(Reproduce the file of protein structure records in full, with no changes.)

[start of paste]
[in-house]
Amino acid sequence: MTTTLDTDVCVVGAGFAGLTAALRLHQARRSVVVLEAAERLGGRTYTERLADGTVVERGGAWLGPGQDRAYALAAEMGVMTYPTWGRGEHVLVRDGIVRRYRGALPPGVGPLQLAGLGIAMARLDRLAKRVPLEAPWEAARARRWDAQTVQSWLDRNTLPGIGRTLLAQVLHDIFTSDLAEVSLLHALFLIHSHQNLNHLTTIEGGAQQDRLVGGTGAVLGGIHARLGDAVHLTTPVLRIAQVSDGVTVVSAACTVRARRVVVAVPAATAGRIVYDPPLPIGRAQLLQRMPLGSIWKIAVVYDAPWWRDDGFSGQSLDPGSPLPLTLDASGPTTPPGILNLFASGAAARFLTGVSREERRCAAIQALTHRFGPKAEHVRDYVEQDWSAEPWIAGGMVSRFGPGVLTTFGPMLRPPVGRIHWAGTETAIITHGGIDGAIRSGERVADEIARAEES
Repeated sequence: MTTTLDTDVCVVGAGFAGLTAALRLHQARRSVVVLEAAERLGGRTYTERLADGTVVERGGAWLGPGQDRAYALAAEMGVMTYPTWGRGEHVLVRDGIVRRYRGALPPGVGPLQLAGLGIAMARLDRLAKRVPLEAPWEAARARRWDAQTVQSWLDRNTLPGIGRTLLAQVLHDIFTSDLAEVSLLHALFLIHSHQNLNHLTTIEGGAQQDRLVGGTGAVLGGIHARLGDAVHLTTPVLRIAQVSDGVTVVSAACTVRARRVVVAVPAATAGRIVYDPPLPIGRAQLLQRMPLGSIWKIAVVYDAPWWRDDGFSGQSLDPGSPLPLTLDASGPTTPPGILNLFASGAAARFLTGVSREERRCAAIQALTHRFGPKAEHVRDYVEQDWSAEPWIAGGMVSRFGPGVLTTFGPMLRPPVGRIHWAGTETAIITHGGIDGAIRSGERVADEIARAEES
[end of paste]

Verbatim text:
[in-house]
Amino acid sequence: MTTTLDTDVCVVGAGFAGLTAALRLHQARRSVVVLEAAERLGGRTYTERLADGTVVERGGAWLGPGQDRAYALAAEMGVMTYPTWGRGEHVLVRDGIVRRYRGALPPGVGPLQLAGLGIAMARLDRLAKRVPLEAPWEAARARRWDAQTVQSWLDRNTLPGIGRTLLAQVLHDIFTSDLAEVSLLHALFLIHSHQNLNHLTTIEGGAQQDRLVGGTGAVLGGIHARLGDAVHLTTPVLRIAQVSDGVTVVSAACTVRARRVVVAVPAATAGRIVYDPPLPIGRAQLLQRMPLGSIWKIAVVYDAPWWRDDGFSGQSLDPGSPLPLTLDASGPTTPPGILNLFASGAAARFLTGVSREERRCAAIQALTHRFGPKAEHVRDYVEQDWSAEPWIAGGMVSRFGPGVLTTFGPMLRPPVGRIHWAGTETAIITHGGIDGAIRSGERVADEIARAEES
Repeated sequence: MTTTLDTDVCVVGAGFAGLTAALRLHQARRSVVVLEAAERLGGRTYTERLADGTVVERGGAWLGPGQDRAYALAAEMGVMTYPTWGRGEHVLVRDGIVRRYRGALPPGVGPLQLAGLGIAMARLDRLAKRVPLEAPWEAARARRWDAQTVQSWLDRNTLPGIGRTLLAQVLHDIFTSDLAEVSLLHALFLIHSHQNLNHLTTIEGGAQQDRLVGGTGAVLGGIHARLGDAVHLTTPVLRIAQVSDGVTVVSAACTVRARRVVVAVPAATAGRIVYDPPLPIGRAQLLQRMPLGSIWKIAVVYDAPWWRDDGFSGQSLDPGSPLPLTLDASGPTTPPGILNLFASGAAARFLTGVSREERRCAAIQALTHRFGPKAEHVRDYVEQDWSAEPWIAGGMVSRFGPGVLTTFGPMLRPPVGRIHWAGTETAIITHGGIDGAIRSGERVADEIARAEES